It was very nice to see actor friends Raye Birk and Bob Davis, from the Guthrie with Mark Rylance in Nice Fish at St. Ann’s warehouse in New York.
You know the old chestnut about scientists once proving that bumble bees couldn’t fly?
Well from a reductionist world-view perspective Mark Rylance is to acting as a bumble bee is to flight. In other words, on paper, from an engineering point of view, he shouldn’t fly …
It may seem ungenerous to say it, but although his face shows character, knowledge, wisdom even, he is in the classical sense, as the saying goes, “No oil painting”. Don’t get me wrong, he knows how to be attractive, but isn’t it the form amongst Oscar winners of both genders an improbably high level of good looks? And vocally … Rylance has a trained voice and an expert technique, but it’s not, as one critic said of Eleanora Duse, “like listening to a rose petal”. Off stage he appears taller than on.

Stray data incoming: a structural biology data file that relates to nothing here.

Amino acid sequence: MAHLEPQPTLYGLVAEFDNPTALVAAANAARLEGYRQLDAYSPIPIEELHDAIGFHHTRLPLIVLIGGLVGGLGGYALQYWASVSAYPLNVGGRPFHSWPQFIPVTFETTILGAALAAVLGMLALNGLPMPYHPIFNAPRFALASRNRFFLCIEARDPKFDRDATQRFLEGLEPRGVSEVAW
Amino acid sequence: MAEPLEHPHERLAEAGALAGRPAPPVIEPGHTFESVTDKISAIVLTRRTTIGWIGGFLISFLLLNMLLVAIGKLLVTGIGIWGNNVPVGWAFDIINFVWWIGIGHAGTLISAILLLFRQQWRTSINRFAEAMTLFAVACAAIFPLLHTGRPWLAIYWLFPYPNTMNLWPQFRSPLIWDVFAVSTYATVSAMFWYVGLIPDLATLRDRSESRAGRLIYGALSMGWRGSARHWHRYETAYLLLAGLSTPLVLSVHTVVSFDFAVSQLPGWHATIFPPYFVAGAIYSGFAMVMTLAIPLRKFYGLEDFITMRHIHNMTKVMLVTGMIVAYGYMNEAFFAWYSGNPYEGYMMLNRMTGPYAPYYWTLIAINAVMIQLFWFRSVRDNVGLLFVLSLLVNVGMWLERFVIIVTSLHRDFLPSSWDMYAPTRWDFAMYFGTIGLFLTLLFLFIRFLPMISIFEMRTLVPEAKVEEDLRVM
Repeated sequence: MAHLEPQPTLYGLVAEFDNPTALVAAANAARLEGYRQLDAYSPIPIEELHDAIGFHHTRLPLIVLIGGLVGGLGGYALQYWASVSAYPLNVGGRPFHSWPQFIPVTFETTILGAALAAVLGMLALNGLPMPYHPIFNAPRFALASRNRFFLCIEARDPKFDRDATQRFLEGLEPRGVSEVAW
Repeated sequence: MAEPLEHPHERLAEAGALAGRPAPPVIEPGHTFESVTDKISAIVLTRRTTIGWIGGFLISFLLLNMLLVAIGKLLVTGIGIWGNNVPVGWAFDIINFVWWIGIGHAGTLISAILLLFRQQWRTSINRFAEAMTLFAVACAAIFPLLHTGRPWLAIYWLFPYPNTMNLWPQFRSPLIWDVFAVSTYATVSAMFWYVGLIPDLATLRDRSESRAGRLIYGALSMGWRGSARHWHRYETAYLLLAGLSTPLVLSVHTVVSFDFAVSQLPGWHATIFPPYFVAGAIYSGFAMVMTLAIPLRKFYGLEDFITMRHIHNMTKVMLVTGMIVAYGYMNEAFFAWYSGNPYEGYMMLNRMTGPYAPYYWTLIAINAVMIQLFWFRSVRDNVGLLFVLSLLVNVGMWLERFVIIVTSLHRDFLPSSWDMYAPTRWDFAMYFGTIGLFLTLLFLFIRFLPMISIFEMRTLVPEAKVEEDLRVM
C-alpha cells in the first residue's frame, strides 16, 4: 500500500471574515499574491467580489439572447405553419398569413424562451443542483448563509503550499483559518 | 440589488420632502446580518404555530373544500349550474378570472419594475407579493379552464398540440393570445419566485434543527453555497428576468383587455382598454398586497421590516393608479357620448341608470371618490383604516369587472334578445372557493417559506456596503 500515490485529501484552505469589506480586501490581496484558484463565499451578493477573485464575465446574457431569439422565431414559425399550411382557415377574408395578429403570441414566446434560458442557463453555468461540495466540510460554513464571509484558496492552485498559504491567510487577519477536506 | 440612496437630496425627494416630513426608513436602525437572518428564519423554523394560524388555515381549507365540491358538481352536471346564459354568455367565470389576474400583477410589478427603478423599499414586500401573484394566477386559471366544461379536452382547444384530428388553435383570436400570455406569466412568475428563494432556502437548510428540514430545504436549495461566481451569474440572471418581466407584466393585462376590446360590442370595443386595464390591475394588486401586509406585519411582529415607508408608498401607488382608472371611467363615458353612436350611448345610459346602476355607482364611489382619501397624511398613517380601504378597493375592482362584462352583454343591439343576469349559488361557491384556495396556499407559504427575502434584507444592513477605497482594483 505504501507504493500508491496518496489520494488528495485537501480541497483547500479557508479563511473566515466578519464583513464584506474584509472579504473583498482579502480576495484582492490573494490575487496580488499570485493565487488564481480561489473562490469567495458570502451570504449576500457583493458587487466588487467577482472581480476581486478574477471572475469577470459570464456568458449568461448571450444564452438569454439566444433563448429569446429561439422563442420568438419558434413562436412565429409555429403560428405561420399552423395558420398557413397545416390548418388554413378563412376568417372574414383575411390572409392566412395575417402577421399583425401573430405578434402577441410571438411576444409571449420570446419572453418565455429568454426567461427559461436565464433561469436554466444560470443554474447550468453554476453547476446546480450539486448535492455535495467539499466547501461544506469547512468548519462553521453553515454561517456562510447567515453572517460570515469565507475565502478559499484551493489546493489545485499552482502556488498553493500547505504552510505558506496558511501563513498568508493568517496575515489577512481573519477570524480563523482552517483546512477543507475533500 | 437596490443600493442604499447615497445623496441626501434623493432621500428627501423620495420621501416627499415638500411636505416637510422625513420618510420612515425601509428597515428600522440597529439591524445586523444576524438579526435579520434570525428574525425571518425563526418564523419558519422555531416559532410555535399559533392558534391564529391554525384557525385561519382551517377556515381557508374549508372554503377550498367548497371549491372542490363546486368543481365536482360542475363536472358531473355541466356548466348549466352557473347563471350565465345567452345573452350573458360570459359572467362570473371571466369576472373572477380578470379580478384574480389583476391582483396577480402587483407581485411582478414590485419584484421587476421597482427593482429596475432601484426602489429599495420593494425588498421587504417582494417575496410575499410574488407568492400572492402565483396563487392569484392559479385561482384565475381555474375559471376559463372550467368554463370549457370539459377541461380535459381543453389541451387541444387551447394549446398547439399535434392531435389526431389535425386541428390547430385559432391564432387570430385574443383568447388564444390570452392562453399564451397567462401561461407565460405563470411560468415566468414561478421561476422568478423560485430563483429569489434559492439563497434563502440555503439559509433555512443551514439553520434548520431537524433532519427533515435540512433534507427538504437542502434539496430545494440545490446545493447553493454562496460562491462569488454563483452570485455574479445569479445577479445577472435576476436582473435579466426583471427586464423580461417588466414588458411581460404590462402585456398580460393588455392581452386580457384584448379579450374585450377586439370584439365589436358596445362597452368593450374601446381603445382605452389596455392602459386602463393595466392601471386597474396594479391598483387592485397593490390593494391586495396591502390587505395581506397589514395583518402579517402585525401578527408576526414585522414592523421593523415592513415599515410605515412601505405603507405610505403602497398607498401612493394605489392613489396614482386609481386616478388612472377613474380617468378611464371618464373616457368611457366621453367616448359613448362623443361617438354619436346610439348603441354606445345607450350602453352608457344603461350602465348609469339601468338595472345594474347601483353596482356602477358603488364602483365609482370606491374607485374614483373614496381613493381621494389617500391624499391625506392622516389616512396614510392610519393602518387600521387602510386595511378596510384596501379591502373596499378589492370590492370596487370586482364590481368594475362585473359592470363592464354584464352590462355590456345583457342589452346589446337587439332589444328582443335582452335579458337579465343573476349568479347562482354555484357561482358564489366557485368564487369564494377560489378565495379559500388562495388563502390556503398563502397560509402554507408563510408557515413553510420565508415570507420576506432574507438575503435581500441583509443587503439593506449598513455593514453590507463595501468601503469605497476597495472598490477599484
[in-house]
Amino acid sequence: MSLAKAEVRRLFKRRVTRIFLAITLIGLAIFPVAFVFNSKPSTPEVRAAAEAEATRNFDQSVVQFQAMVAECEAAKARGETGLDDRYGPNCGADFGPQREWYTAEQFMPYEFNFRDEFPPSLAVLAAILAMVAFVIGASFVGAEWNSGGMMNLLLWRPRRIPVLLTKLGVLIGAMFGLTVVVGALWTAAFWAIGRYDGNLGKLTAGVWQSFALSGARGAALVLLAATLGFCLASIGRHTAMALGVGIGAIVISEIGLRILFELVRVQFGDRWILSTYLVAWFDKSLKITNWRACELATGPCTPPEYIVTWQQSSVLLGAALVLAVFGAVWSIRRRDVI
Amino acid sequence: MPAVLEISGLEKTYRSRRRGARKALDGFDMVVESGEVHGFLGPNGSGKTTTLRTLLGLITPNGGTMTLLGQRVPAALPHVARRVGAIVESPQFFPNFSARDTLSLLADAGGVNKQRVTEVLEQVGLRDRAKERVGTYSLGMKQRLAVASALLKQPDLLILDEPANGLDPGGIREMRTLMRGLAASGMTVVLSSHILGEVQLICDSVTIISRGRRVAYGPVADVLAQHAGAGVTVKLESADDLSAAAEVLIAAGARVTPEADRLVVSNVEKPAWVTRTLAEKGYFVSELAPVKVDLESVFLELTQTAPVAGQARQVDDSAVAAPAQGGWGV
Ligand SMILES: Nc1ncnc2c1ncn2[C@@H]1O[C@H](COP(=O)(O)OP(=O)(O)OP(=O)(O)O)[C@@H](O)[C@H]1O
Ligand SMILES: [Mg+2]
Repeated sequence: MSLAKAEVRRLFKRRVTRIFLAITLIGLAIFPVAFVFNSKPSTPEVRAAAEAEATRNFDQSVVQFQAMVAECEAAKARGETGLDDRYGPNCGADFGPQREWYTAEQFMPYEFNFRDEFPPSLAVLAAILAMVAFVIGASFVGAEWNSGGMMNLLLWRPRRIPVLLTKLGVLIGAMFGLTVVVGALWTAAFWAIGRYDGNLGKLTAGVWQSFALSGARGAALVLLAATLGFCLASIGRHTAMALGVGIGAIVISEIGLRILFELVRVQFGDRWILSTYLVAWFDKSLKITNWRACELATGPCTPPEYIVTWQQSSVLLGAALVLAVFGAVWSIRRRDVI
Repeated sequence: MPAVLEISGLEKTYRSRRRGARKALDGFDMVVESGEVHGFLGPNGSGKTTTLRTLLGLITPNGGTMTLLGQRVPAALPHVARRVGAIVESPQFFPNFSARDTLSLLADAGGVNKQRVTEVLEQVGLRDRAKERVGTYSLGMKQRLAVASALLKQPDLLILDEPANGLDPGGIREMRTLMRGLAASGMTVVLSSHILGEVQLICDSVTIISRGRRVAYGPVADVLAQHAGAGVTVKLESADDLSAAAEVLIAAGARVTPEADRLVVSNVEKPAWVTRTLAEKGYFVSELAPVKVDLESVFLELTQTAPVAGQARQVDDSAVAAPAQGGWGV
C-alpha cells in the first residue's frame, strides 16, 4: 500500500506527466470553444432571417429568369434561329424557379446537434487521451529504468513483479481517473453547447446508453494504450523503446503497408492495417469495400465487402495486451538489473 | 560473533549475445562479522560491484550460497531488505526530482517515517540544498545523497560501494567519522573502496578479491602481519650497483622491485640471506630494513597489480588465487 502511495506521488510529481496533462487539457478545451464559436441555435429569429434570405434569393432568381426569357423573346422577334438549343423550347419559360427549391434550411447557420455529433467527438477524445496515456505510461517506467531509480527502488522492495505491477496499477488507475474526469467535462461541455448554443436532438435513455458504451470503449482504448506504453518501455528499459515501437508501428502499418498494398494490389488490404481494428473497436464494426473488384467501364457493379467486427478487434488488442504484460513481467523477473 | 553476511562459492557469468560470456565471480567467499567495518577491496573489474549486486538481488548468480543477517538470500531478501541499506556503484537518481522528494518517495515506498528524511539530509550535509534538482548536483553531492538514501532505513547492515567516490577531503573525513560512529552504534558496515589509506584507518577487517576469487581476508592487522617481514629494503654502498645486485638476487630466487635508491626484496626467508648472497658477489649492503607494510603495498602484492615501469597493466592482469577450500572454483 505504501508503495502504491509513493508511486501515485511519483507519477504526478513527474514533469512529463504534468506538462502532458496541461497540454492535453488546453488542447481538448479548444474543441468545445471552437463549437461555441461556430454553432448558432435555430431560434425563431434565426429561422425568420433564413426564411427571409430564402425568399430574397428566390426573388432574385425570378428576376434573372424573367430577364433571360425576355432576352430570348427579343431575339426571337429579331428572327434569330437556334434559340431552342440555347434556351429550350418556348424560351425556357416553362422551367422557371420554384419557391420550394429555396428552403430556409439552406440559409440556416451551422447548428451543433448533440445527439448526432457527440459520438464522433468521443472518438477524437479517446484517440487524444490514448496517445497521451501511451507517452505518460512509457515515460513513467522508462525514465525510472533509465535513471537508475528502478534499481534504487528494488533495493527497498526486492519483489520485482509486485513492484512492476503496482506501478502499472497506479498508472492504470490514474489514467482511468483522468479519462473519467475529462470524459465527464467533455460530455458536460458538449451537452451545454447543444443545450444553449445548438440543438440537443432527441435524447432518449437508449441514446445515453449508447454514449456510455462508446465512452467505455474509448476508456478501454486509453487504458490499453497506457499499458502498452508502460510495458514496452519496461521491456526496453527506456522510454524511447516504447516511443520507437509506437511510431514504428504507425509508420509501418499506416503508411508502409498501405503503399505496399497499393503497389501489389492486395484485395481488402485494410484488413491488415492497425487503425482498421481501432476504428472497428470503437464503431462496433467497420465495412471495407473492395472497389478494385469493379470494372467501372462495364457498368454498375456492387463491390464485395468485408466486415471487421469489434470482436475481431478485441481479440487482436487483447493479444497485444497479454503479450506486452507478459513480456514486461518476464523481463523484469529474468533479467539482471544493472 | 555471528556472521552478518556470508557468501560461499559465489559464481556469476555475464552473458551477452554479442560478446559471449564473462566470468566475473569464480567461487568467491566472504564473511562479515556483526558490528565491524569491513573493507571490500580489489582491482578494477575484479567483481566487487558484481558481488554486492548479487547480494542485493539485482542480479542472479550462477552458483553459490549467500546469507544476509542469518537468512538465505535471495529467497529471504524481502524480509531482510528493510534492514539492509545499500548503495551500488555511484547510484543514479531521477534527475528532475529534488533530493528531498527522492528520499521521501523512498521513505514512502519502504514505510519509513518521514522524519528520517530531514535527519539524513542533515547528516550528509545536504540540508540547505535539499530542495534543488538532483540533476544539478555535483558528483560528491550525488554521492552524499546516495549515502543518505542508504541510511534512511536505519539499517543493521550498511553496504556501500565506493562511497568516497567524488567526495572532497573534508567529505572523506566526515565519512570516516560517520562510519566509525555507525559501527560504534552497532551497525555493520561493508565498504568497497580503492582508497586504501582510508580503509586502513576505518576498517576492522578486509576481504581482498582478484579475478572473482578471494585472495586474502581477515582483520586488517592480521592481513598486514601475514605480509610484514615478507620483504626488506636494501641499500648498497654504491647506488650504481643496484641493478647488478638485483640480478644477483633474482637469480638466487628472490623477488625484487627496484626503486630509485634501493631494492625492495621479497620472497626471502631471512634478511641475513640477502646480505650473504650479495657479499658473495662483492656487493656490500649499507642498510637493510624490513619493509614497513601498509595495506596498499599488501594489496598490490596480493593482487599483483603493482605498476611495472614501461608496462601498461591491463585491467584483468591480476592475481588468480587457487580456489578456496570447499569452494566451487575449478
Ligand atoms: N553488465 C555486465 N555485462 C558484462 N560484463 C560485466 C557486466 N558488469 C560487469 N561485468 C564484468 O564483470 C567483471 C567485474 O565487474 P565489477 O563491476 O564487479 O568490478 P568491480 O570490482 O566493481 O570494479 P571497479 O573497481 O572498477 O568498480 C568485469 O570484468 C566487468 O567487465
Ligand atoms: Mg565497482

But he does. The man flies.
There is a centered sensitivity about his work … an oblique observational lens … a human understanding of the conditions … a quotidian magic … It’s kind of hard to describe, so those words will just have to do …
Nice Fish is a storytelling piece structured around the prose poems of Minnesota poet, Louis Jenkins. The production is full of invention and humor, and, it appears to be about that niche activity — ice-fishing?!?